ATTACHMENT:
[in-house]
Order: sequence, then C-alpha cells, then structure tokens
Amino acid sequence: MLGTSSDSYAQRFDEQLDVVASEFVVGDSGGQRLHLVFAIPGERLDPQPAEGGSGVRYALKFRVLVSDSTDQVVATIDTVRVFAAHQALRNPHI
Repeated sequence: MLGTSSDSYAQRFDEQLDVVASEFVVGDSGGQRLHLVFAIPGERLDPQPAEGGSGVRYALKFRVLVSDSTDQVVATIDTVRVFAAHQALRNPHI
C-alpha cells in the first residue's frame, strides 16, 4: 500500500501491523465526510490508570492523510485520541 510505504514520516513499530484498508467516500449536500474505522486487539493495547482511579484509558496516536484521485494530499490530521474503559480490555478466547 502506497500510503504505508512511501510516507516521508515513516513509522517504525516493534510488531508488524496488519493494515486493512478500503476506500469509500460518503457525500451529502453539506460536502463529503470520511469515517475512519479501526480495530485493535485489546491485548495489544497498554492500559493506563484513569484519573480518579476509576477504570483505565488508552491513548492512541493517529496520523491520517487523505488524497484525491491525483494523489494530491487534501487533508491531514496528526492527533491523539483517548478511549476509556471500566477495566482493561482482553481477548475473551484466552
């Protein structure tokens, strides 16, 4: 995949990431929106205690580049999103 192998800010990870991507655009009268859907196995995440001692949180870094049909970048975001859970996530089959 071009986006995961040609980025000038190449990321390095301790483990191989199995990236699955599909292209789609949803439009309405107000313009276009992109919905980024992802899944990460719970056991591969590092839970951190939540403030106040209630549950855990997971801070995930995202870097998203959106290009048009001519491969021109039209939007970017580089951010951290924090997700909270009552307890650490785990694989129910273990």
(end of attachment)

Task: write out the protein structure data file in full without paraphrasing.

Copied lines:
[in-house]
Order: sequence, then C-alpha cells, then structure tokens
Amino acid sequence: MLGTSSDSYAQRFDEQLDVVASEFVVGDSGGQRLHLVFAIPGERLDPQPAEGGSGVRYALKFRVLVSDSTDQVVATIDTVRVFAAHQALRNPHI
Repeated sequence: MLGTSSDSYAQRFDEQLDVVASEFVVGDSGGQRLHLVFAIPGERLDPQPAEGGSGVRYALKFRVLVSDSTDQVVATIDTVRVFAAHQALRNPHI
C-alpha cells in the first residue's frame, strides 16, 4: 500500500501491523465526510490508570492523510485520541 510505504514520516513499530484498508467516500449536500474505522486487539493495547482511579484509558496516536484521485494530499490530521474503559480490555478466547 502506497500510503504505508512511501510516507516521508515513516513509522517504525516493534510488531508488524496488519493494515486493512478500503476506500469509500460518503457525500451529502453539506460536502463529503470520511469515517475512519479501526480495530485493535485489546491485548495489544497498554492500559493506563484513569484519573480518579476509576477504570483505565488508552491513548492512541493517529496520523491520517487523505488524497484525491491525483494523489494530491487534501487533508491531514496528526492527533491523539483517548478511549476509556471500566477495566482493561482482553481477548475473551484466552
């Protein structure tokens, strides 16, 4: 995949990431929106205690580049999103 192998800010990870991507655009009268859907196995995440001692949180870094049909970048975001859970996530089959 071009986006995961040609980025000038190449990321390095301790483990191989199995990236699955599909292209789609949803439009309405107000313009276009992109919905980024992802899944990460719970056991591969590092839970951190939540403030106040209630549950855990997971801070995930995202870097998203959106290009048009001519491969021109039209939007970017580089951010951290924090997700909270009552307890650490785990694989129910273990």